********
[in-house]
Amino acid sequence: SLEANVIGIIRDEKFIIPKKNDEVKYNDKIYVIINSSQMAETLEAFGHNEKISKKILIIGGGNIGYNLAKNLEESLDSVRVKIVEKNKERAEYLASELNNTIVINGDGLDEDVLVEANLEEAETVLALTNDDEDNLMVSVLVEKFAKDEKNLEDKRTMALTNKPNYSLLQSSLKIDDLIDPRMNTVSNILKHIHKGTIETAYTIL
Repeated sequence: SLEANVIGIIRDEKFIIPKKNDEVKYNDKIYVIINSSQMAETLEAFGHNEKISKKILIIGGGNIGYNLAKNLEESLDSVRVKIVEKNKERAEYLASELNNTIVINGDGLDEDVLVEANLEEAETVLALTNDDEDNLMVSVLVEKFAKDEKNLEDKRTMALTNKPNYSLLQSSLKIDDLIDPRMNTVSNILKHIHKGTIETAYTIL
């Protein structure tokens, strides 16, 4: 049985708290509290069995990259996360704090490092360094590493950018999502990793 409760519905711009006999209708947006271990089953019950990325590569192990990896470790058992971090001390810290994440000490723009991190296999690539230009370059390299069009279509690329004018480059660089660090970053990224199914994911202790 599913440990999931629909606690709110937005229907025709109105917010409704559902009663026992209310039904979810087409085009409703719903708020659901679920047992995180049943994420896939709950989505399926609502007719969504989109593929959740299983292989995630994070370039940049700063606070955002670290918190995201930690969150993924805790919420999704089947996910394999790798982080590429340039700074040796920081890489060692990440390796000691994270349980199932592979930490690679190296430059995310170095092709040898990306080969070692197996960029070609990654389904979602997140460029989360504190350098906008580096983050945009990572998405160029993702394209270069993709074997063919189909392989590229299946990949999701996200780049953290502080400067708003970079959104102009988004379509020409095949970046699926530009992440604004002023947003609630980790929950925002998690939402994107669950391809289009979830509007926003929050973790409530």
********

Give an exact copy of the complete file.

[in-house]
Amino acid sequence: SLEANVIGIIRDEKFIIPKKNDEVKYNDKIYVIINSSQMAETLEAFGHNEKISKKILIIGGGNIGYNLAKNLEESLDSVRVKIVEKNKERAEYLASELNNTIVINGDGLDEDVLVEANLEEAETVLALTNDDEDNLMVSVLVEKFAKDEKNLEDKRTMALTNKPNYSLLQSSLKIDDLIDPRMNTVSNILKHIHKGTIETAYTIL
Repeated sequence: SLEANVIGIIRDEKFIIPKKNDEVKYNDKIYVIINSSQMAETLEAFGHNEKISKKILIIGGGNIGYNLAKNLEESLDSVRVKIVEKNKERAEYLASELNNTIVINGDGLDEDVLVEANLEEAETVLALTNDDEDNLMVSVLVEKFAKDEKNLEDKRTMALTNKPNYSLLQSSLKIDDLIDPRMNTVSNILKHIHKGTIETAYTIL
């Protein structure tokens, strides 16, 4: 049985708290509290069995990259996360704090490092360094590493950018999502990793 409760519905711009006999209708947006271990089953019950990325590569192990990896470790058992971090001390810290994440000490723009991190296999690539230009370059390299069009279509690329004018480059660089660090970053990224199914994911202790 599913440990999931629909606690709110937005229907025709109105917010409704559902009663026992209310039904979810087409085009409703719903708020659901679920047992995180049943994420896939709950989505399926609502007719969504989109593929959740299983292989995630994070370039940049700063606070955002670290918190995201930690969150993924805790919420999704089947996910394999790798982080590429340039700074040796920081890489060692990440390796000691994270349980199932592979930490690679190296430059995310170095092709040898990306080969070692197996960029070609990654389904979602997140460029989360504190350098906008580096983050945009990572998405160029993702394209270069993709074997063919189909392989590229299946990949999701996200780049953290502080400067708003970079959104102009988004379509020409095949970046699926530009992440604004002023947003609630980790929950925002998690939402994107669950391809289009979830509007926003929050973790409530």